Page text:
No, I have to agree with the other comments that this article is pretty much hogwash, especially after how she tries to define what women want in the first line. I personally, in my own opinion, for myself, but not necessarily reflecting the thoughts of any other man on the planet, find intelligent women attractive and intriguing and I certainly don't mind if they know more about some things than I do. And I would have a hard time relating to a woman who didn't have at least some experience of the challenges and suffering that comes in life. I'm sorry I can't generalize that to other men, but I wouldn't want to sound self-important. But do consider all of the many CSI-type crime procedurals on TV with intelligent female characters deciphering DNA, matching molecules and catching the crooks with their minds rather than their muscles. I would guess these characters are also pretty popular with the guys too.
  10. Another interesting article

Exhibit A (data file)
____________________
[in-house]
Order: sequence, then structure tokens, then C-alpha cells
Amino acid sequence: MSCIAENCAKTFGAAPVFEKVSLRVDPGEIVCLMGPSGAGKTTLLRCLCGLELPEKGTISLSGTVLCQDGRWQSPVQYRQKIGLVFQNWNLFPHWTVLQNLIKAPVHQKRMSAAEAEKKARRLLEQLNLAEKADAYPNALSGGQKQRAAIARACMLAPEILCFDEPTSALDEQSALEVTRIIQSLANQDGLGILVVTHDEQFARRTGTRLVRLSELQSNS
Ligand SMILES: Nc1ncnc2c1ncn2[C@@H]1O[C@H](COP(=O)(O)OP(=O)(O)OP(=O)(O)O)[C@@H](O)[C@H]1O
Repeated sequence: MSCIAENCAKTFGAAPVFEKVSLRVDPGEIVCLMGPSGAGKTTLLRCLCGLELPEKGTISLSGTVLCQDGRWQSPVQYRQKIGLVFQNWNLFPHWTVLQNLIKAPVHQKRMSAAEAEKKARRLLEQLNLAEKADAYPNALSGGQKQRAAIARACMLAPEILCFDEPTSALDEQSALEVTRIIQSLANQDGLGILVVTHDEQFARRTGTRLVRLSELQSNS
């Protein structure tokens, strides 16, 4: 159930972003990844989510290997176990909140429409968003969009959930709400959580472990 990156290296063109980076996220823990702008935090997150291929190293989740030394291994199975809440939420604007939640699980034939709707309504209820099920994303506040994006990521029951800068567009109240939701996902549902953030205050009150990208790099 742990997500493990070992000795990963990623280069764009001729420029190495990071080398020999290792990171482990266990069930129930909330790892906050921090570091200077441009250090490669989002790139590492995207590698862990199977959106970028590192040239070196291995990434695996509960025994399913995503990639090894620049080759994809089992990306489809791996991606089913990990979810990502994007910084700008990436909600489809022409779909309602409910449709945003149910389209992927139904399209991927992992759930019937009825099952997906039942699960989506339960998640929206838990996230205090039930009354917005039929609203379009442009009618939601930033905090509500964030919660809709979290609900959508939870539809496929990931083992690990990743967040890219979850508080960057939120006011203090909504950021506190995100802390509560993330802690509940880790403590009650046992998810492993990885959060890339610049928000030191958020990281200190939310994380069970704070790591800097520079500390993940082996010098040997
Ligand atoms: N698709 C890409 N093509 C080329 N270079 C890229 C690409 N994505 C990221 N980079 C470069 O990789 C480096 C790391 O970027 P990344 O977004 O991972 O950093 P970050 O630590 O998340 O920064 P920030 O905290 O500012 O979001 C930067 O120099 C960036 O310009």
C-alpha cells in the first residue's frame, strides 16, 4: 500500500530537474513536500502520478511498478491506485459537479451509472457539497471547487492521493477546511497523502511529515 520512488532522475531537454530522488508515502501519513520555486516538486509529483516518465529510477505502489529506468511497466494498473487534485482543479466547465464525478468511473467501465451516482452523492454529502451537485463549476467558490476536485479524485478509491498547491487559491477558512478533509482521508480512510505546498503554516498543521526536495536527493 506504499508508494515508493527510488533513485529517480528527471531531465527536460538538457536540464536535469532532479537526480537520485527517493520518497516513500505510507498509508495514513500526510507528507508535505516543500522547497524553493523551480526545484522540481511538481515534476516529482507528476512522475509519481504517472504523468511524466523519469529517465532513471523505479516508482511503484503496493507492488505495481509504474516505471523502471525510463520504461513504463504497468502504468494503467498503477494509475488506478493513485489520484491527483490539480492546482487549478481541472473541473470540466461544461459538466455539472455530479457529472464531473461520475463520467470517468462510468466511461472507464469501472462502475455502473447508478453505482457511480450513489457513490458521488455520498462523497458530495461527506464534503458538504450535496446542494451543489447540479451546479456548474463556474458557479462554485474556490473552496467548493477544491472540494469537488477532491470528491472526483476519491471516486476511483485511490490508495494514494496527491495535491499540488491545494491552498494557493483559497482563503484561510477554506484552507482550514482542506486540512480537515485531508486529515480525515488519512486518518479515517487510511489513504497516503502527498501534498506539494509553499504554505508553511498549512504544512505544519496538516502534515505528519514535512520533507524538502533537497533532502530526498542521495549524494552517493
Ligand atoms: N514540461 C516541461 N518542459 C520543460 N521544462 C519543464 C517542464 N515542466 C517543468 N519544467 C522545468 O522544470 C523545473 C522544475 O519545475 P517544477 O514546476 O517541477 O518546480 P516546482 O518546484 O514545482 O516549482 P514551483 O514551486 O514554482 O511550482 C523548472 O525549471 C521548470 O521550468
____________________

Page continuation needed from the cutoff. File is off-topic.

This is great, I'm going to borrow it one day...
  11. Another interesting article

    You are generalizing here, and twisting my words but really not addressing your apparent defense of premarital sex. As you said, love the sinner (Christian or not), and hate the sin - I agree completely and that's how I live. But the Bible teaches us not to encourage the sinner in a lifestyle outside of Christ. Because that makes us complicit in their sin. That's a bit different from just loving and supporting everyone regardless. Don't think I'm going to take the bait and bring other religions into this, then we'd have a melee.
  12. Another interesting article

    Many? I believe a man should also be required to wait to have sex until he has vowed to spend his life with said woman. But I don't see that as oppressive. It is challenging, trying, and sometimes frustrating but so are many human endeavors, like e.g. training as a professional athlete. I couldn't have put them better myself - all the knee-jerk phrases that are regularly used by Christians to excuse any kind of bad behavior. Too bad that more Christians don't read the rest of the verses and chapters that these teachings and quotes are cut out of - they mean so much more in their true context, and are not the excuses for sin that so many would like to think.
  13. Another interesting article